Capel Heol Dŵr, now Canolfan Heol Dŵr, Water Street, Carmarthen

Link to Welsh translation

This chapel was built in 1831 on the site where the visionary teacher Peter Williams had opened his house to Nonconformist worshippers in the 18th century.

The spread of Griffith Jones’ Circulating Charity Schools (taking education to rural children) from the 1730s onwards created a demand for Welsh Bibles that was difficult to meet. In the 1760s Peter Williams wrote commentaries on each chapter of the Bible. By this, he created a different publication which meant he was no longer bound by the right of Oxford and Cambridge Universities to be the sole printers of Bibles. His version could therefore be printed here in Carmarthen.

Photo of a Peter Williams BibleCarmarthen was fast becoming the pre-eminent town in Wales for printing, especially of religious materials. John Ross, a printer in Lammas Street, printed the new version of the Bible. To help people afford the cost, ‘Beibl Peter Williams’ was first issued in 15 instalments at intervals of two months, from January 1768. They sold at a shilling each.

Usually enough subscribers – typically hundreds – had to be gained before books were published. By 1770 there were 7,000 subscribers for the new Bible version (in a single book). The first print run of 8,600 soon sold out. John Ross printed three editions to try to meet growing demand.

Woodcut drawing of interior of Capel Heol Dwr in 1813Peter’s home here became a gathering place for worship in Welsh. The numbers attending grew rapidly. He built a chapel in his garden but within a few decades even that was too small. It was repeatedly enlarged. The woodcut image by Hugh Hughes, son-in-law of Rev David Charles, shows the chapel following its 1813 rebuilding.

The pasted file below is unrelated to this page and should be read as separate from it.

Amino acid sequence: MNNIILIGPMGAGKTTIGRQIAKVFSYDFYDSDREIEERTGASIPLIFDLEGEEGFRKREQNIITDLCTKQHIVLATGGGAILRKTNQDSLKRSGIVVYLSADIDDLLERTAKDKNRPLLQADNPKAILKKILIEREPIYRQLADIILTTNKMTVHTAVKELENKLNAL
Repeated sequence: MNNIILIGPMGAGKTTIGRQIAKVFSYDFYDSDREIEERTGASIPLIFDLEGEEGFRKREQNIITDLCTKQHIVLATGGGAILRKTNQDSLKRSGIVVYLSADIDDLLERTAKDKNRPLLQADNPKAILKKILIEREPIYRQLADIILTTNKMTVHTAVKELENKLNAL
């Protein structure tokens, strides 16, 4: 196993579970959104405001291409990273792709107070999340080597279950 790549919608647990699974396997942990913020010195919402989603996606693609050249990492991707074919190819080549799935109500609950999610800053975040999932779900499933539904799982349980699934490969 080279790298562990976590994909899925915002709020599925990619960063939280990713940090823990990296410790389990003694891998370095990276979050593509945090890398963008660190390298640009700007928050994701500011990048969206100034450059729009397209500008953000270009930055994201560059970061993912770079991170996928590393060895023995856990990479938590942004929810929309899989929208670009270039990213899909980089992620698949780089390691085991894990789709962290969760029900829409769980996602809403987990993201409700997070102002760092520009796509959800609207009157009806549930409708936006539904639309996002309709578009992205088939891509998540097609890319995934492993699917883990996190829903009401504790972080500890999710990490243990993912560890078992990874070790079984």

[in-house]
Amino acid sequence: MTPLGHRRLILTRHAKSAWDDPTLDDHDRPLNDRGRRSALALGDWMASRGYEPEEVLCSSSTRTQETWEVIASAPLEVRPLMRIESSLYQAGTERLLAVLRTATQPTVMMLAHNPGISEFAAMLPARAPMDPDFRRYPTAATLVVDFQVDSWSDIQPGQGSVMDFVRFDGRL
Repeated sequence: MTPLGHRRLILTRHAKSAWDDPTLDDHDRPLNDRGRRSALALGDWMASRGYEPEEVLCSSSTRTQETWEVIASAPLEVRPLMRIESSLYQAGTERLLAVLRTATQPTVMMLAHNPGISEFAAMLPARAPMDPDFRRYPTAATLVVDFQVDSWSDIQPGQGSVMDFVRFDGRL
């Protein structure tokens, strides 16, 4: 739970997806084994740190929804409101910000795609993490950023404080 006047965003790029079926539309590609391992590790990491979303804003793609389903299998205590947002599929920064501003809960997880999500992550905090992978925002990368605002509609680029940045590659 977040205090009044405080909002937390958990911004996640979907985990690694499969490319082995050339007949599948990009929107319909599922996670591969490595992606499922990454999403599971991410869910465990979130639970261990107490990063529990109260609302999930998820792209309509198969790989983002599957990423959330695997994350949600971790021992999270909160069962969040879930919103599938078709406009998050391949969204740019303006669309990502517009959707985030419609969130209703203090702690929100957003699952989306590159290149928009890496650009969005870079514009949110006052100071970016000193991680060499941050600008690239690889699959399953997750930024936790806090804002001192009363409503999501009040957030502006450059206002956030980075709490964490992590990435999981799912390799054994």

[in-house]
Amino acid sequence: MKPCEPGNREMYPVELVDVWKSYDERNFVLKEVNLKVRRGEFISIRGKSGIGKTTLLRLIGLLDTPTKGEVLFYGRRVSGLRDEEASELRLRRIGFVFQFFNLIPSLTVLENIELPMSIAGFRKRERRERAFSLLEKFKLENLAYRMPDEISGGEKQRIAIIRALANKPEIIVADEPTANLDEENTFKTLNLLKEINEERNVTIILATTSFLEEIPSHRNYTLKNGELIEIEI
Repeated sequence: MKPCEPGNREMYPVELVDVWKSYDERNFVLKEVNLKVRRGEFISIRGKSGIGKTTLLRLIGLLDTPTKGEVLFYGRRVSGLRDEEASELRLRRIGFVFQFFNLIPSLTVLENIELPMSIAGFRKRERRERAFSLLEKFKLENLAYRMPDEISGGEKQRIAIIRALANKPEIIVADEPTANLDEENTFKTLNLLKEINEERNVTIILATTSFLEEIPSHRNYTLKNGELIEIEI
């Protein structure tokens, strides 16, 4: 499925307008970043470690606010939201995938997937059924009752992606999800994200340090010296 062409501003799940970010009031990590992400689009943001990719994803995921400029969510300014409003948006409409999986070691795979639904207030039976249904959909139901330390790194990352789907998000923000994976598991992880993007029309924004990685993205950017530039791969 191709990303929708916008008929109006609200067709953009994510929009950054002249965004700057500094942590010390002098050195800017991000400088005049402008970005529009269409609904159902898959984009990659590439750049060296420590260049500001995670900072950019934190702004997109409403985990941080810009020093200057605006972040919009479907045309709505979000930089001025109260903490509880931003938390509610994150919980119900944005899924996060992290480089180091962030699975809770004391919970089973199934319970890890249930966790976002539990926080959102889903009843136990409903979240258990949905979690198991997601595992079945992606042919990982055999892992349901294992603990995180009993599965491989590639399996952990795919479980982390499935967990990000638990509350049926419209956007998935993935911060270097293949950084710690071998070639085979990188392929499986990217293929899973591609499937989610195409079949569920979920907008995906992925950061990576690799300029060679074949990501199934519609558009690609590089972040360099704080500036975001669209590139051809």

David, a deacon at the chapel, was brother of the famous Methodist leader Thomas Charles. They both promoted Sunday Schools as a way to continue the work of the circulating schools. As demand grew, a building was erected behind Heol Dŵr chapel to house Sunday Schools.

In 1905 the chapel’s pastor, Rev MH Jones, urged the formation of a society to investigate and publicise Carmarthenshire’s history. The Carmarthenshire Antiquarian Society and Field Club was formed. Almost 120 years later, its successor developed Carmarthenshire Enlightenment Project, including a self-guided tour of key sites, to highlight the county’s role in transforming education and literacy in Wales.

With thanks to Peter Stopp, of the Carmarthenshire Antiquarian Society

Postcode: SA31 1RG    View Location Map

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